The United States in the Balkans: There to Stay

Ivo H. Daalder and
Ivo H. Daalder, President, Chicago Council on Global Affairs
Ivo H. Daalder Former Brookings Expert, President - Chicago Council on Global Affairs, Former U.S. Ambassador to NATO
Michael E. O’Hanlon

September 1, 2000

As the first anniversary of NATO’s victory against Serbia approached this past spring, Congress moved to memorialize the event by legislating a pullout of U.S. troops from the Kosovo peacekeeping operation that followed the successful conclusion of the war. Although the immediate effort to mandate the withdrawal of U.S. forces from Kosovo was narrowly defeated on the Senate floor, the debate in Congress suggested widespread unease on both sides of the aisle about the open ended U.S. commitment to the Balkans. This growing unease reflects the pervasive belief on the Hill and elsewhere that an inadequate European effort in Kosovo after the war is needlessly prolonging the U.S. presence in the region. In some quarters, it also comes from a conviction that our allies needlessly interfered with, and prolonged, last year’s air war. Finally, many members of Congress believe that, with the war over, Europeans should now be able to handle a problem that is, after all, in their backyard.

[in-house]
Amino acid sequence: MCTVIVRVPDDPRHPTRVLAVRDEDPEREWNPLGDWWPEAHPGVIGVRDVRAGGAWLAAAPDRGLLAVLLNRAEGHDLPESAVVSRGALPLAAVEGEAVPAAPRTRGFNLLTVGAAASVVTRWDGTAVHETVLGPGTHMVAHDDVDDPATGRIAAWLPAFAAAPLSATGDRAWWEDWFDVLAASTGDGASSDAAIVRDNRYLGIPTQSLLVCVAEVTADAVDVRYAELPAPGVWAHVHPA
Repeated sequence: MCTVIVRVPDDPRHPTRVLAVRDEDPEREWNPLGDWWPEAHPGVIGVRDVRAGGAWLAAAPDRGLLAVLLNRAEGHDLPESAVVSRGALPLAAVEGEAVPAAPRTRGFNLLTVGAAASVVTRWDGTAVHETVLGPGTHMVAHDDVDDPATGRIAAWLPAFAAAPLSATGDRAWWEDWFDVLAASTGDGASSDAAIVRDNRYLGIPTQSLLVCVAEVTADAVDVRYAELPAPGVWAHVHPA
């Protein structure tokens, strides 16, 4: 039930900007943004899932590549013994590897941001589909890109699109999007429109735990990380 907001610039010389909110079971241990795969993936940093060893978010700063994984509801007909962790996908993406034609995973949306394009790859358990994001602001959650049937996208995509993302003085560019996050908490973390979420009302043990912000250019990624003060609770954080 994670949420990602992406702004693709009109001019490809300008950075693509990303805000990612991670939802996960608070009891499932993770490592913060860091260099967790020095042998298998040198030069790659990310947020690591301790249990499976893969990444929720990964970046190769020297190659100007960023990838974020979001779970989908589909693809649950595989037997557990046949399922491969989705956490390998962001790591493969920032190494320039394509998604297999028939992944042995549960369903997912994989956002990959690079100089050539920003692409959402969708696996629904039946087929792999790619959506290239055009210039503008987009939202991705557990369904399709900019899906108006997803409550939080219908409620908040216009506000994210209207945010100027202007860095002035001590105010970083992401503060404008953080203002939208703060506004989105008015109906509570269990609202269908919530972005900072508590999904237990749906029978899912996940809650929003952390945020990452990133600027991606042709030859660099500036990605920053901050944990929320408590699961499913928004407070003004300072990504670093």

We reject these views on all counts. In some ways, they originate from a belief that the Balkans do not really matter to U.S. national interests a belief we consider ill advised on strategic grounds. But in other cases, they are simply wrong factually. Whatever the faults of NATO’s strategy prior to, during, and after the Kosovo war and there were many none of them can be blamed on the allies alone. At each step of the way, Washington was a willing participant indeed, the dominant character in the unfolding drama. U.S. armed forces deserve most of the credit for the military victory of Operation Allied Force, but U.S. policymakers deserve at least their fair share of the blame for mistakes made en route to that victory.